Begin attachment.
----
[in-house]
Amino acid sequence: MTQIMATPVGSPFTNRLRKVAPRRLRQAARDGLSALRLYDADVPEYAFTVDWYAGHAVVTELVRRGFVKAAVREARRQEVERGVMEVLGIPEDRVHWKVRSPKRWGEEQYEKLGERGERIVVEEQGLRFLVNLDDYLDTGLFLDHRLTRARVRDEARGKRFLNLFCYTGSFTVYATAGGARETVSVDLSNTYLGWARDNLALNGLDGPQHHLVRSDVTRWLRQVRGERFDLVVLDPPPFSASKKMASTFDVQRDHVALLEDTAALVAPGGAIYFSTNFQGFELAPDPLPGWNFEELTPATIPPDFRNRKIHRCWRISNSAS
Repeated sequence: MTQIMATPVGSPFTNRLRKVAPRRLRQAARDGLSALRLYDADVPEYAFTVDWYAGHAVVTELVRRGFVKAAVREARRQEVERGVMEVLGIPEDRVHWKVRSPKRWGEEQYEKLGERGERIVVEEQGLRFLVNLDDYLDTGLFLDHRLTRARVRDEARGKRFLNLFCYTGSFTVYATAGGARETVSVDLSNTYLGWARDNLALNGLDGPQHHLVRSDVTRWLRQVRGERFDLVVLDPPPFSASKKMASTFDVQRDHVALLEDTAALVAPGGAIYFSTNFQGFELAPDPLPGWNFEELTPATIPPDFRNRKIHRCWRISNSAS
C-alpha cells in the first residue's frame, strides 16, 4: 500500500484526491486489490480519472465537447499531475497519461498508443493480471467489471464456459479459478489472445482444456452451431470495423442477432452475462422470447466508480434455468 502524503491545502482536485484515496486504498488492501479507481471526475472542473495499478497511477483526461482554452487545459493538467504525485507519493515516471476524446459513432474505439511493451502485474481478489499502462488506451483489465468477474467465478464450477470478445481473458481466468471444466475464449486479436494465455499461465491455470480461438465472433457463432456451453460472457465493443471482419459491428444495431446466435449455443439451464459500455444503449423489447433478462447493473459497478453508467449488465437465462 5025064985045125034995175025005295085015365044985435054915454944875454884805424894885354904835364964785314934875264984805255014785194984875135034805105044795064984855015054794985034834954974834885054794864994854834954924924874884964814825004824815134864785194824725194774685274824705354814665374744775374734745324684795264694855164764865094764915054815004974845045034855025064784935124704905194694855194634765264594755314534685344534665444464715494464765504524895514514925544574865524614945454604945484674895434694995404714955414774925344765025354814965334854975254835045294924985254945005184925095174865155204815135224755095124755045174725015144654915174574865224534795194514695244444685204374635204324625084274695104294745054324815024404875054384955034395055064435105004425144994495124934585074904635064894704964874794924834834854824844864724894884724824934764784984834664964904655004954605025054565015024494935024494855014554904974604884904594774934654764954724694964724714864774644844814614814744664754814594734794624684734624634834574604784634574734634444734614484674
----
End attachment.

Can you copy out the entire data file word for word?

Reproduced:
[in-house]
Amino acid sequence: MTQIMATPVGSPFTNRLRKVAPRRLRQAARDGLSALRLYDADVPEYAFTVDWYAGHAVVTELVRRGFVKAAVREARRQEVERGVMEVLGIPEDRVHWKVRSPKRWGEEQYEKLGERGERIVVEEQGLRFLVNLDDYLDTGLFLDHRLTRARVRDEARGKRFLNLFCYTGSFTVYATAGGARETVSVDLSNTYLGWARDNLALNGLDGPQHHLVRSDVTRWLRQVRGERFDLVVLDPPPFSASKKMASTFDVQRDHVALLEDTAALVAPGGAIYFSTNFQGFELAPDPLPGWNFEELTPATIPPDFRNRKIHRCWRISNSAS
Repeated sequence: MTQIMATPVGSPFTNRLRKVAPRRLRQAARDGLSALRLYDADVPEYAFTVDWYAGHAVVTELVRRGFVKAAVREARRQEVERGVMEVLGIPEDRVHWKVRSPKRWGEEQYEKLGERGERIVVEEQGLRFLVNLDDYLDTGLFLDHRLTRARVRDEARGKRFLNLFCYTGSFTVYATAGGARETVSVDLSNTYLGWARDNLALNGLDGPQHHLVRSDVTRWLRQVRGERFDLVVLDPPPFSASKKMASTFDVQRDHVALLEDTAALVAPGGAIYFSTNFQGFELAPDPLPGWNFEELTPATIPPDFRNRKIHRCWRISNSAS
C-alpha cells in the first residue's frame, strides 16, 4: 500500500484526491486489490480519472465537447499531475497519461498508443493480471467489471464456459479459478489472445482444456452451431470495423442477432452475462422470447466508480434455468 502524503491545502482536485484515496486504498488492501479507481471526475472542473495499478497511477483526461482554452487545459493538467504525485507519493515516471476524446459513432474505439511493451502485474481478489499502462488506451483489465468477474467465478464450477470478445481473458481466468471444466475464449486479436494465455499461465491455470480461438465472433457463432456451453460472457465493443471482419459491428444495431446466435449455443439451464459500455444503449423489447433478462447493473459497478453508467449488465437465462 5025064985045125034995175025005295085015365044985435054915454944875454884805424894885354904835364964785314934875264984805255014785194984875135034805105044795064984855015054794985034834954974834885054794864994854834954924924874884964814825004824815134864785194824725194774685274824705354814665374744775374734745324684795264694855164764865094764915054815004974845045034855025064784935124704905194694855194634765264594755314534685344534665444464715494464765504524895514514925544574865524614945454604945484674895434694995404714955414774925344765025354814965334854975254835045294924985254945005184925095174865155204815135224755095124755045174725015144654915174574865224534795194514695244444685204374635204324625084274695104294745054324815024404875054384955034395055064435105004425144994495124934585074904635064894704964874794924834834854824844864724894884724824934764784984834664964904655004954605025054565015024494935024494855014554904974604884904594774934654764954724694964724714864774644844814614814744664754814594734794624684734624634834574604784634574734634444734614484674